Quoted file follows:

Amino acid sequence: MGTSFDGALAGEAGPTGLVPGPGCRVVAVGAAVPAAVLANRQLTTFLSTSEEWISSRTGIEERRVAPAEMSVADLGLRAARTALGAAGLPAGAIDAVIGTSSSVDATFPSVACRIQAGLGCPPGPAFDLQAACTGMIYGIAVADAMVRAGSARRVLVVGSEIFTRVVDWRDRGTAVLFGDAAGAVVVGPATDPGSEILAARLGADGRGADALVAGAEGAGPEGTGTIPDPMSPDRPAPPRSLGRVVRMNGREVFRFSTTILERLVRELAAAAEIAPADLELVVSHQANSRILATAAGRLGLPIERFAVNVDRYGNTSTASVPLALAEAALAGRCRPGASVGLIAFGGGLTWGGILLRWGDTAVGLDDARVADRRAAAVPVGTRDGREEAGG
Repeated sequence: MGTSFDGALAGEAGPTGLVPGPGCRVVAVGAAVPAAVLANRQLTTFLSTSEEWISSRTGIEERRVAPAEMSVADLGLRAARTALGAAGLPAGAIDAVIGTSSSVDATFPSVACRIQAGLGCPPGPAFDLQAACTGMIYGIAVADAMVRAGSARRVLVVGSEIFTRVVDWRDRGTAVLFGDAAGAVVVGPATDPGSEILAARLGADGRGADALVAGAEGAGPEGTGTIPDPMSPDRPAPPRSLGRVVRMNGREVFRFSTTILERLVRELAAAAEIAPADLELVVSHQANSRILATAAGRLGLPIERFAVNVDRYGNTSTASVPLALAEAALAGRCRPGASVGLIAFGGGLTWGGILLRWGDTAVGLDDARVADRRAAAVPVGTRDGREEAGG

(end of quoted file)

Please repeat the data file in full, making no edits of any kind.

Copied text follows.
Amino acid sequence: MGTSFDGALAGEAGPTGLVPGPGCRVVAVGAAVPAAVLANRQLTTFLSTSEEWISSRTGIEERRVAPAEMSVADLGLRAARTALGAAGLPAGAIDAVIGTSSSVDATFPSVACRIQAGLGCPPGPAFDLQAACTGMIYGIAVADAMVRAGSARRVLVVGSEIFTRVVDWRDRGTAVLFGDAAGAVVVGPATDPGSEILAARLGADGRGADALVAGAEGAGPEGTGTIPDPMSPDRPAPPRSLGRVVRMNGREVFRFSTTILERLVRELAAAAEIAPADLELVVSHQANSRILATAAGRLGLPIERFAVNVDRYGNTSTASVPLALAEAALAGRCRPGASVGLIAFGGGLTWGGILLRWGDTAVGLDDARVADRRAAAVPVGTRDGREEAGG
Repeated sequence: MGTSFDGALAGEAGPTGLVPGPGCRVVAVGAAVPAAVLANRQLTTFLSTSEEWISSRTGIEERRVAPAEMSVADLGLRAARTALGAAGLPAGAIDAVIGTSSSVDATFPSVACRIQAGLGCPPGPAFDLQAACTGMIYGIAVADAMVRAGSARRVLVVGSEIFTRVVDWRDRGTAVLFGDAAGAVVVGPATDPGSEILAARLGADGRGADALVAGAEGAGPEGTGTIPDPMSPDRPAPPRSLGRVVRMNGREVFRFSTTILERLVRELAAAAEIAPADLELVVSHQANSRILATAAGRLGLPIERFAVNVDRYGNTSTASVPLALAEAALAGRCRPGASVGLIAFGGGLTWGGILLRWGDTAVGLDDARVADRRAAAVPVGTRDGREEAGG